The Wonder Years is making a comeback.
ABC is developing a reboot of the classic family television series, with the intention of debuting the series for the 2021-2022 season. But instead of following a suburban White family like the original series did, this reboot will center on a Black family. Empire co-creator Lee Daniels will executive produce the new version alongside Fred Savage, who starred in the original series. Original series co-creator Neal Marlens is on board as a consultant.
According to The Hollywood Reporter, the Wonder Years reboot “focuses on how a Black middle-class family in Montgomery, Alabama, in the turbulent late ’60s made sure it was ‘the wonder years’ for them, too.” The potential comedy series has received a significant pilot-production commitment and plans to open a mini-writers room once the network approves the script. Saladin K. Patterson, who wrote for The Big Bang Theory, Dave, and Two and a Half Men, will write the pilot script.
Savage, who played the teenaged Kevin Arnold in the original series, has transitioned from a child actor into a reliable comedy director. His feature film directing debut, Daddy Day Camp, was critically reviled, but he’s directed episodes of Boy Meets World, Even Stevens, Party Down, Modern Family, Happy Endings, The Connors, and nearly twenty episodes of It’s Always Sunny in Philadelphia, on which he’s also a producer. Should this version of The Wonder Years get a full greenlight, Savage will executive produce and direct episodes of this iteration.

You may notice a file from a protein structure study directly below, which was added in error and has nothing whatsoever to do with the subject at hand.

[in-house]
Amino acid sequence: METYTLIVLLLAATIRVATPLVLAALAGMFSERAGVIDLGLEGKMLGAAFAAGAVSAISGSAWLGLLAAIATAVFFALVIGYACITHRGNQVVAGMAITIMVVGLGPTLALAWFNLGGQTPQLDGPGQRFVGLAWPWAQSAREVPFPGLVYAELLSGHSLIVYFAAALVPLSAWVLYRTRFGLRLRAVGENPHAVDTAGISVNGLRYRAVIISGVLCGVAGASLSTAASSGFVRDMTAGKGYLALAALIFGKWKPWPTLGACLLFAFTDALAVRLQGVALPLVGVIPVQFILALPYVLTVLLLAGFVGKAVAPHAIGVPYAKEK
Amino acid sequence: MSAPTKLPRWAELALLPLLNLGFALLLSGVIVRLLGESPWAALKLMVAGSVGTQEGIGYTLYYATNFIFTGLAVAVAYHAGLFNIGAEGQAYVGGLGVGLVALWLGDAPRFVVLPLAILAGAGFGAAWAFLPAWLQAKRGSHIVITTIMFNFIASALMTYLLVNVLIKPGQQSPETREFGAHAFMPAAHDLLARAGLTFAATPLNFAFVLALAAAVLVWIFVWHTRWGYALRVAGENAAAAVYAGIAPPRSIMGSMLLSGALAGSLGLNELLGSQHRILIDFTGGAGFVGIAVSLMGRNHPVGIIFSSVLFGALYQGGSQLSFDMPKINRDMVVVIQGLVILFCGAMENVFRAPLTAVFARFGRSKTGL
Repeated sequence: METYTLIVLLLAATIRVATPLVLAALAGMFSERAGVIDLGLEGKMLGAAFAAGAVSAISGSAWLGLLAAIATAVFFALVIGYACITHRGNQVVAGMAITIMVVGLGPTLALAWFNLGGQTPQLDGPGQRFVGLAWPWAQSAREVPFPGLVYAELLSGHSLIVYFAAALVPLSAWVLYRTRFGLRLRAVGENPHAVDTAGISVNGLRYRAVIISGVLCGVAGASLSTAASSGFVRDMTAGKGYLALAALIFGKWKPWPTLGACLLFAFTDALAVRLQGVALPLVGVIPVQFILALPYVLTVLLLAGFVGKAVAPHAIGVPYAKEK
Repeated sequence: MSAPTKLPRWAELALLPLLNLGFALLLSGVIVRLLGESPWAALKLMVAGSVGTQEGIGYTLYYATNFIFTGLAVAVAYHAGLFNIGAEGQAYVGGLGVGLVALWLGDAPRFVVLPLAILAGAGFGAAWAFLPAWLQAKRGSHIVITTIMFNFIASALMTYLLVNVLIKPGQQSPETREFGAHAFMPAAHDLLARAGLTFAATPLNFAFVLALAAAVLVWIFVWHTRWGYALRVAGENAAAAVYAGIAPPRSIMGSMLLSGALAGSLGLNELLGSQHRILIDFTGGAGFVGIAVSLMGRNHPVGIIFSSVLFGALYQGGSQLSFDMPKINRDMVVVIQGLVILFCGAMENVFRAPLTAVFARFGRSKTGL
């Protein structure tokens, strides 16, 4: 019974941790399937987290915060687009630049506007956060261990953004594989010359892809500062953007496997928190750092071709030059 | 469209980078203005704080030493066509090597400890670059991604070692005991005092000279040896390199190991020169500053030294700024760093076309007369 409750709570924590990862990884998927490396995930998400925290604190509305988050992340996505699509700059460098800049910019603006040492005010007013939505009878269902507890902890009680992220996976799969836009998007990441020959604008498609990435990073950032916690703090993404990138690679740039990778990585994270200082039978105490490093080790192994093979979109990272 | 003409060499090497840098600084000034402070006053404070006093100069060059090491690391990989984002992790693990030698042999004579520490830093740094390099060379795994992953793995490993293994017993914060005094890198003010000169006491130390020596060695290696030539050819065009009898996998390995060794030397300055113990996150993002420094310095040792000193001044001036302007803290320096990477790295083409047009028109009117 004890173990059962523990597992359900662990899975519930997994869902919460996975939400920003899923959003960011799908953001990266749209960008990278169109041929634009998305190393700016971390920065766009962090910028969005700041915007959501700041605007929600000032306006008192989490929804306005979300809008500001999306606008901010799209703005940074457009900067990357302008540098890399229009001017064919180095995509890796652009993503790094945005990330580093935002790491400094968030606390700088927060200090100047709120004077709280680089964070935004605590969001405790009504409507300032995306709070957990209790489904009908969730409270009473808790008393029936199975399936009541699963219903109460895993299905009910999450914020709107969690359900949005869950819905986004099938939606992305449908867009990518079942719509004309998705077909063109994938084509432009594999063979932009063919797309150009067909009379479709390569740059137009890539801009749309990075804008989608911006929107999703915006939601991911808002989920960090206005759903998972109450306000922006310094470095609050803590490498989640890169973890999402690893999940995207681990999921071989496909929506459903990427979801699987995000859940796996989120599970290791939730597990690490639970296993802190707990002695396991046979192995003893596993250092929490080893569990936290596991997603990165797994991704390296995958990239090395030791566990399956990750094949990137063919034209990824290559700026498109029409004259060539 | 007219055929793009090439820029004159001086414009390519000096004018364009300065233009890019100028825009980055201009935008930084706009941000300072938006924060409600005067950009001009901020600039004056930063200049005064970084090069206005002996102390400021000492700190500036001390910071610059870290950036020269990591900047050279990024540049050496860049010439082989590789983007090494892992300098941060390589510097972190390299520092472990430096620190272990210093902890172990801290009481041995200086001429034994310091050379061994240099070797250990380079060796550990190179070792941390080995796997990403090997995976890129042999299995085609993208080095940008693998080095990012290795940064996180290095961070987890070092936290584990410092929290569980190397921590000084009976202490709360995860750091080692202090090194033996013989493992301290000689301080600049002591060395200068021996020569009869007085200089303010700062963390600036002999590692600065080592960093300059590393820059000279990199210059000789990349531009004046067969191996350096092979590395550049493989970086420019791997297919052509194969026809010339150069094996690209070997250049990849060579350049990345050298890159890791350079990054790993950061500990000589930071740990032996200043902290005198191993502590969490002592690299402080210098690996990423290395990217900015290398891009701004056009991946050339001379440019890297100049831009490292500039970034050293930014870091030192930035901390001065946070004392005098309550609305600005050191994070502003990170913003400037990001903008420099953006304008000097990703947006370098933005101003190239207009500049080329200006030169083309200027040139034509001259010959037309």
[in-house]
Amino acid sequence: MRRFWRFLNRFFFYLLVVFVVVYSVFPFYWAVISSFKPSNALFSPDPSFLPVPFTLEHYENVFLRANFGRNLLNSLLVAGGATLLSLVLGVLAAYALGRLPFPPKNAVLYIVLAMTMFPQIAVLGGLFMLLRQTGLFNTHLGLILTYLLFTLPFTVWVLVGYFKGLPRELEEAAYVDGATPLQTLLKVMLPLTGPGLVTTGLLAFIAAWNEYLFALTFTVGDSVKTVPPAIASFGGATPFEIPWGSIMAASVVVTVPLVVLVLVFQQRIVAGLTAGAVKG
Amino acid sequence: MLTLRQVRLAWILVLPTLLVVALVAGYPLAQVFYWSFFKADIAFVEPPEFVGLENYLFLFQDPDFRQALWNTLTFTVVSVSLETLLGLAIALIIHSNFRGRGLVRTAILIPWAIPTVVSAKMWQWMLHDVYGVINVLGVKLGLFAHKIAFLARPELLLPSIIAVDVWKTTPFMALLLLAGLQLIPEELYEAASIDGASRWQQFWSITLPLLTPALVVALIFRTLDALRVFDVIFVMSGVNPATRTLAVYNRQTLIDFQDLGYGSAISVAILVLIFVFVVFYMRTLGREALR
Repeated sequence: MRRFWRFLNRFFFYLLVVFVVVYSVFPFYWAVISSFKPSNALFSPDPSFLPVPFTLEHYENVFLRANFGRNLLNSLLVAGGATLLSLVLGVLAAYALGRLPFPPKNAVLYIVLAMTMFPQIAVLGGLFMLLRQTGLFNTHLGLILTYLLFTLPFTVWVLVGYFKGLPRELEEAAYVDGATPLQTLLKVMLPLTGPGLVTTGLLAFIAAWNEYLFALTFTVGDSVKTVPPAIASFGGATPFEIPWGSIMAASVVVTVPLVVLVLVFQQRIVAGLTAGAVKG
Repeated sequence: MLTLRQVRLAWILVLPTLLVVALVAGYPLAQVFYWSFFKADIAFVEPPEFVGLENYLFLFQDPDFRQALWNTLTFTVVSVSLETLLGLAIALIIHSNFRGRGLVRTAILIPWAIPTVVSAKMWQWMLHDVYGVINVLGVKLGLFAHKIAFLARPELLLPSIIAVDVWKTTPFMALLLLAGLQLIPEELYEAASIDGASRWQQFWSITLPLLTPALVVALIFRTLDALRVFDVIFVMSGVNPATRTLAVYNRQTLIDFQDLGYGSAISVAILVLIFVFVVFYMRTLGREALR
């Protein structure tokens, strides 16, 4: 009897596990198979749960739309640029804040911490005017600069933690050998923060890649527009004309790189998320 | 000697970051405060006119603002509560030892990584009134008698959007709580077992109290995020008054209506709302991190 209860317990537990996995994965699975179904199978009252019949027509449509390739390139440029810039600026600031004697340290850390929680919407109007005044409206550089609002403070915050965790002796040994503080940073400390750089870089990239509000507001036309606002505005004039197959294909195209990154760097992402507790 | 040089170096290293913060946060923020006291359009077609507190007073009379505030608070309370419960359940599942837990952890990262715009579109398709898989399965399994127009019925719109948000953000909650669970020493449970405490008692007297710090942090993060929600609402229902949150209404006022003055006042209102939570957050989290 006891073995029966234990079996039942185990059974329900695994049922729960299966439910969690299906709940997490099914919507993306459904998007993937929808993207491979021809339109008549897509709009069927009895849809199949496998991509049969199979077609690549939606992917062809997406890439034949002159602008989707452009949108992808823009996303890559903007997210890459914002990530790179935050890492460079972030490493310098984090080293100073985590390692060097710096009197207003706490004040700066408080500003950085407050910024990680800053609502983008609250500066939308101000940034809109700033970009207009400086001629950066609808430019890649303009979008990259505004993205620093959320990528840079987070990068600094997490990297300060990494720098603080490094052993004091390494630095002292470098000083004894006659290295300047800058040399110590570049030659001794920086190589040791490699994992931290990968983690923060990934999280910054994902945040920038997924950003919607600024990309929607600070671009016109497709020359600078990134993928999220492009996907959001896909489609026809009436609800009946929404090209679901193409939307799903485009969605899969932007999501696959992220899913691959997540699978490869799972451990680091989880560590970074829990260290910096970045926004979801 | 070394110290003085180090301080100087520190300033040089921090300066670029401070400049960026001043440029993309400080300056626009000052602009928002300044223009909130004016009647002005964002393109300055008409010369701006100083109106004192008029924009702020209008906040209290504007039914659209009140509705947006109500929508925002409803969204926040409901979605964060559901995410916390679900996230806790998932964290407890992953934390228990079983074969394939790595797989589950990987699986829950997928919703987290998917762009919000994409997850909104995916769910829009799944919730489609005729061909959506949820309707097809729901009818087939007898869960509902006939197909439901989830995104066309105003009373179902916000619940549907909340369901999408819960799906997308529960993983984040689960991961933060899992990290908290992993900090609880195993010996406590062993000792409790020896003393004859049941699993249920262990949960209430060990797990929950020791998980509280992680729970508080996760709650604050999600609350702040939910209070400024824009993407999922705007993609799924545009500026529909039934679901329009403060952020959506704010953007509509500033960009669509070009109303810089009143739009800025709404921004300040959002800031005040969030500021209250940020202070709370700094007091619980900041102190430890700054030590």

This is the latest big TV project for Daniels, who is at least partially responsible for creating shows like Star and Empire, the latter of which just wrapped up its final season. He’s perhaps better known as the director of Precious: Based on the Novel “Push,” by Sapphire, the deranged Nicole Kidman/Zac Efron movie The Paperboy, and Lee Daniels’ The Butler, which starred Forest Whitaker as a butler who served eight presidents in the White House.
A Wonder Years reboot set around a Black family in the wildly unstable 1960s almost sounds like a joke – for many Black Americans, there was nothing “wondrous” about that time in our nation’s history. I’m curious how far a network like ABC might allow these storytellers to go when it comes to depicting some of the more disturbing elements of that era on prime time television, but perhaps a project with name recognition like this will be a way to get more eyes on a show that could shine a light on some issues that we clearly have not yet overcome in 2020.
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